Liberty or loss in closing Rosewood?
I applaud Dan Rodricks for his column "Intention is good, but is the policy?" (Jan. 20).
Mr. Rodricks correctly points out that Maryland currently has a 16,000-person waiting list for services for the disabled.
So where do the advocates for the disabled think that the residents of Rosewood will go when the center closes in 18 months?
Maryland has a dismal record when it comes to funding for the disabled. As Mr. Rodricks points out, it ranks 44th among U.S. states in the percentage of personal income devoted to funding for the disabled.
I fear that well-intentioned advocates for community-based housing for the disabled have brought about the abandonment of the residents of Rosewood to an overburdened system that is unable to care for our most vulnerable citizens.
James L. Spies
The writer is a member of the Rosewood Auxiliary, a group that represents parents and guardians of patients at the Rosewood Center.
Dan Rodricks' column about the closure of the Rosewood Center is titled "Intention is good, but is the policy?" The simple and unequivocal answer to this question is "yes."
Closing Rosewood Center is sound public policy for innumerable reasons, not least of which are the serious problems with the center's care and treatment of its residents that have been well-documented in The Sun.
People with disabilities deserve to be supported in the community, and taxpayers' dollars should not be wasted on an archaic model that has repeatedly failed the very people it was intended to serve.
Why does the Maryland Developmental Disabilities Council support closing Rosewood when so many people with developmental disabilities are in need of services?
The answer lies in one critical fact: People with developmental disabilities and their families on the state's waiting list want community-based services, not institutional services.
Many of these families have spent their lives and personal funds raising their children at home and in their communities. And no matter how desperate they may be, they would never institutionalize their loved ones.
Addressing the state's developmental disabilities waiting list requires investment in community-based services, not the preservation of costly, failed facilities such as Rosewood Center.
Liz Weintraub Brian Cox
The writers are, respectively, the chairwoman and the executive director of the Maryland Developmental Disabilities Council.
The governor's announcement that he will close the Rosewood Center was very distressing. The Maryland Classified Employees Association is very concerned for the center's residents, many of whom will not be comfortable leaving the only home and family they've known.
And we are also concerned for the state workers.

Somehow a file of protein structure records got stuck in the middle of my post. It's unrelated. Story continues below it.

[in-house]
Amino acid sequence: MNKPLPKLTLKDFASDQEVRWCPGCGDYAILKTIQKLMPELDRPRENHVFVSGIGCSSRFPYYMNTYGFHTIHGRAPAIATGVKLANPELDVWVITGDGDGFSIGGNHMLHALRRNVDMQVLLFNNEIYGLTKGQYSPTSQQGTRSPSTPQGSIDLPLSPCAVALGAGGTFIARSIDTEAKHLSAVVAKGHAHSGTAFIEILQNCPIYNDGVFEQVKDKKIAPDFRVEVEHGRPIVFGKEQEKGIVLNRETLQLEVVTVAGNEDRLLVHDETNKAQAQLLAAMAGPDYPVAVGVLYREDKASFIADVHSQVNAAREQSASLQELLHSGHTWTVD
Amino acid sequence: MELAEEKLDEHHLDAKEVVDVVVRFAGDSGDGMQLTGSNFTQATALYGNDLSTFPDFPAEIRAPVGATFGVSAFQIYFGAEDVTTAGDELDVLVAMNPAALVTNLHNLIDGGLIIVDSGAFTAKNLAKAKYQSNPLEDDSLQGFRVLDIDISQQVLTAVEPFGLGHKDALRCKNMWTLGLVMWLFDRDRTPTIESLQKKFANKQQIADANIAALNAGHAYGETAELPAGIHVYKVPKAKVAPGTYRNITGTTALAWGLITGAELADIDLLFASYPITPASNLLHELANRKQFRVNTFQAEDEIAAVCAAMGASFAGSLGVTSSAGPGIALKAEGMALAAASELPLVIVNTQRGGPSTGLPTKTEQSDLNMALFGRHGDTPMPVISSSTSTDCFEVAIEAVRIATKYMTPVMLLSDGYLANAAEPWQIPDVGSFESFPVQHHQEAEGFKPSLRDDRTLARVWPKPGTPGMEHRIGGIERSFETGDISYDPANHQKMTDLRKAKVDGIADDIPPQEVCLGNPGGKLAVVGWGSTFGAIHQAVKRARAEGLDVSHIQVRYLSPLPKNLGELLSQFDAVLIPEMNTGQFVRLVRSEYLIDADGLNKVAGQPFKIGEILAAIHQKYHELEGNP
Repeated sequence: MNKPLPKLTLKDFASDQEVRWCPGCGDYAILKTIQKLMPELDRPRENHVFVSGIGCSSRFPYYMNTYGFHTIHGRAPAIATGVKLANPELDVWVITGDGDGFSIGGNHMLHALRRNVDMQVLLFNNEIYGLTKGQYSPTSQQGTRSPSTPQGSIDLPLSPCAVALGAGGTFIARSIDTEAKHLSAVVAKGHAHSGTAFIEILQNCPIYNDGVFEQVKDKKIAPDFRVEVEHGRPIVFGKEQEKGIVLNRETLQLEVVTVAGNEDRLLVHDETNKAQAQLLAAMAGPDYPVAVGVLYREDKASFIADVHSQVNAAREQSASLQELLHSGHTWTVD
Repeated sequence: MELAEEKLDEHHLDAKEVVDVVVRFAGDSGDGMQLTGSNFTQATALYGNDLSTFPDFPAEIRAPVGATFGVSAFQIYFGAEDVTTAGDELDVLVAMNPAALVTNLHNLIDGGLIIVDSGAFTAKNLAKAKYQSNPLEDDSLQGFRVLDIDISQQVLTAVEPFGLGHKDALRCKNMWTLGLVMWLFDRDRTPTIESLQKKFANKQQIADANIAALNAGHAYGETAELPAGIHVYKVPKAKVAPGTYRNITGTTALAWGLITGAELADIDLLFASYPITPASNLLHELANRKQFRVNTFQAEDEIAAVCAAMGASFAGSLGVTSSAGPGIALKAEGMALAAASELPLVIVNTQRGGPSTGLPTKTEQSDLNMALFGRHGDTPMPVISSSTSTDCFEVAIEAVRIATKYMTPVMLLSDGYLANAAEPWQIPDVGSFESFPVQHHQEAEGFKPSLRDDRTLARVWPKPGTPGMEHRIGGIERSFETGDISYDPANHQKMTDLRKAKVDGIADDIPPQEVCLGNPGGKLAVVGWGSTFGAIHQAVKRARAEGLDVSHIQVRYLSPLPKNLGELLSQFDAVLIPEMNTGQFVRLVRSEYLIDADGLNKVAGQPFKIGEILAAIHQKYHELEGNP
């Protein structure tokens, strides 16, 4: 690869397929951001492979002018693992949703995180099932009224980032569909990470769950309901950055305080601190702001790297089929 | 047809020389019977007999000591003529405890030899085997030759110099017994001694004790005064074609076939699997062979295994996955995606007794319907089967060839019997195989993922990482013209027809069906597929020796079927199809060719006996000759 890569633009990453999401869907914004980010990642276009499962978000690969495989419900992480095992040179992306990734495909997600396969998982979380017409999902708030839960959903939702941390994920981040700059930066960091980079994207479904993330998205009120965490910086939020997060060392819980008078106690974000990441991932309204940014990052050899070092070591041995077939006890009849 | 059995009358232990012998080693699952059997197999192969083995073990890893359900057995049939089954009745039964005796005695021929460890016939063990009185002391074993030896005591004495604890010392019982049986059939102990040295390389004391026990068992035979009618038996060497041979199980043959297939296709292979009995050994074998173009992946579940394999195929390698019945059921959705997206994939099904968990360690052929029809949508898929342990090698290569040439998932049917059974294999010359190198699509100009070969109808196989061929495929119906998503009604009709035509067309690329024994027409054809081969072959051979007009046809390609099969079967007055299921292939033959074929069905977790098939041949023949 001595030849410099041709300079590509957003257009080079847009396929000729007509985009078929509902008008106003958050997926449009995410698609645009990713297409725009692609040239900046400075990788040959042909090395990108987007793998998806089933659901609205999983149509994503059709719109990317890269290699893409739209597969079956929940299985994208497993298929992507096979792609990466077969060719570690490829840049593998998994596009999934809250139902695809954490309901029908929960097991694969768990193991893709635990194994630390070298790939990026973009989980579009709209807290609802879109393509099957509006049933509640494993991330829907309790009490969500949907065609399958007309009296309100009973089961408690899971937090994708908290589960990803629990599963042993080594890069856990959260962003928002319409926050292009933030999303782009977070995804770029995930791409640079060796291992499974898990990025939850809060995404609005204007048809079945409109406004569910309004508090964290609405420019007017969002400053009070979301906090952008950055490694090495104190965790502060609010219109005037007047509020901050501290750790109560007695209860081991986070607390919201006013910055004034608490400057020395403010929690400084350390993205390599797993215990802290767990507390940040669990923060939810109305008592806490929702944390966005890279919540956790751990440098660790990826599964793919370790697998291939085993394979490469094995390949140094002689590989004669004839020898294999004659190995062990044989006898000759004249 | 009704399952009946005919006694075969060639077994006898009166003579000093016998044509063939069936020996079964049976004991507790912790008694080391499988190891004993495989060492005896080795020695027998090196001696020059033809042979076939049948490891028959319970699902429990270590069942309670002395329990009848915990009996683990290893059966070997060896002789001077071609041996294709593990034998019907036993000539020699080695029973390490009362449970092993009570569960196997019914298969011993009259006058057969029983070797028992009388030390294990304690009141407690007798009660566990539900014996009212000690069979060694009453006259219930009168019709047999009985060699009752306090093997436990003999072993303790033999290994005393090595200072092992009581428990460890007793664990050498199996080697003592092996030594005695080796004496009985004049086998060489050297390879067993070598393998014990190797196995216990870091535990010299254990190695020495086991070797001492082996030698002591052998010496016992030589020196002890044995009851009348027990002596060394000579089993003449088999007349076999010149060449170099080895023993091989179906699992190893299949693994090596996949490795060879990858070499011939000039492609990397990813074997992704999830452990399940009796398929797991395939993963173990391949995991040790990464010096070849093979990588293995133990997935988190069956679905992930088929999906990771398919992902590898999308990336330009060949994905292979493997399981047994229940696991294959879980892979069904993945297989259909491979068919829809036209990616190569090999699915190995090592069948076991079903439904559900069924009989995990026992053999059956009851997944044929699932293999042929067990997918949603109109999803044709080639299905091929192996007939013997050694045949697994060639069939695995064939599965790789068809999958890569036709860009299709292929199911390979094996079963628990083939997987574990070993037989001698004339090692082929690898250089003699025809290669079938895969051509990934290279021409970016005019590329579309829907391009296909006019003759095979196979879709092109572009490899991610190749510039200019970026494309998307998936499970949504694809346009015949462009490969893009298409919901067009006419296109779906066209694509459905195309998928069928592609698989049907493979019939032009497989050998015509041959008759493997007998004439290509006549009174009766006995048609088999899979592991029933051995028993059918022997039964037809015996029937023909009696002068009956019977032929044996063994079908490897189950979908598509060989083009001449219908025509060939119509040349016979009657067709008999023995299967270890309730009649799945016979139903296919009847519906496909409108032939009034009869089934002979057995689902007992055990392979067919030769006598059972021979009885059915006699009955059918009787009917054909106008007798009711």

Contrary to what many state reports suggest, the overwhelming majority of patients' family members will tell you that, overall, the Rosewood staff has provided quality care and compassion, even with chronic staffing shortages, insensitive management and inadequate training and resources.
However, the move from a Development Disabilities Administration facility such as Rosewood to a mental health facility such as Spring Grove or Springfield will not be a smooth and familiar transition for many employees because the skills necessary to care for the developmentally disabled and psychiatric and forensic patients are different.
I hope that the state works diligently to find appropriate homes for the Rosewood residents, as well as for the dedicated Rosewood staff.
The direct care workers and other employees should not be kicked to the curb or laid off now that the state has finally decided Rosewood's fate.
The writer is executive director of the Maryland Classified Employees Association, which represents some of the Rosewood Center's state employees.
As the parent of a child with a developmental disability, I have for several years been following the many issues surrounding the Rosewood Center. And I was deeply shocked and saddened by each story published in The Sun about the horrible conditions its residents have had to endure.
When I finally read that Gov. Martin O'Malley had issued an executive order to close Rosewood, in my home there was a collective sigh of relief.
Closing Rosewood is the right decision, no matter how hard the choice was or how much resistance some employees and families may exhibit.
Mr. O'Malley should be very proud of his decision.
It will open up amazing opportunities for people with disabilities who will now experience life in the community.
Thank you for the article on the closing of Rosewood and the possibilities of a productive future for its residents ("Life outside Rosewood's walls," Jan. 22).
I have followed this issue closely, as my oldest brother is a former resident of Rosewood.
My brother is profoundly mentally retarded and needs 24-hour care. He is severely disabled.